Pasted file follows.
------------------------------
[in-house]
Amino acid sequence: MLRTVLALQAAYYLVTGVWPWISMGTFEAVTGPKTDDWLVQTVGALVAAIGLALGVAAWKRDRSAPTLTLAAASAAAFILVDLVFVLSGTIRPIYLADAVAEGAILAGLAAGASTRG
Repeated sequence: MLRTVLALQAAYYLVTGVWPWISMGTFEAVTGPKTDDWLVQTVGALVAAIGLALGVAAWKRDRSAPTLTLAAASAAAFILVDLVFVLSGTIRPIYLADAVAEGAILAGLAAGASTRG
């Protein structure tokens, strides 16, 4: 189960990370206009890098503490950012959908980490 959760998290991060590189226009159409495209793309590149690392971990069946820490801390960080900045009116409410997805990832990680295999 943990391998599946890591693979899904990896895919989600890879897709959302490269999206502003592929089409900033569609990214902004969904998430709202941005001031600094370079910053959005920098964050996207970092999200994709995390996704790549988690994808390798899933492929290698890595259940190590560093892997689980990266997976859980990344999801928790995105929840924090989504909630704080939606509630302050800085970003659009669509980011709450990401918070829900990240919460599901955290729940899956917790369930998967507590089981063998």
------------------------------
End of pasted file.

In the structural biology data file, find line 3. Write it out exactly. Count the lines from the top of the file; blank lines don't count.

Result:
Repeated sequence: MLRTVLALQAAYYLVTGVWPWISMGTFEAVTGPKTDDWLVQTVGALVAAIGLALGVAAWKRDRSAPTLTLAAASAAAFILVDLVFVLSGTIRPIYLADAVAEGAILAGLAAGASTRG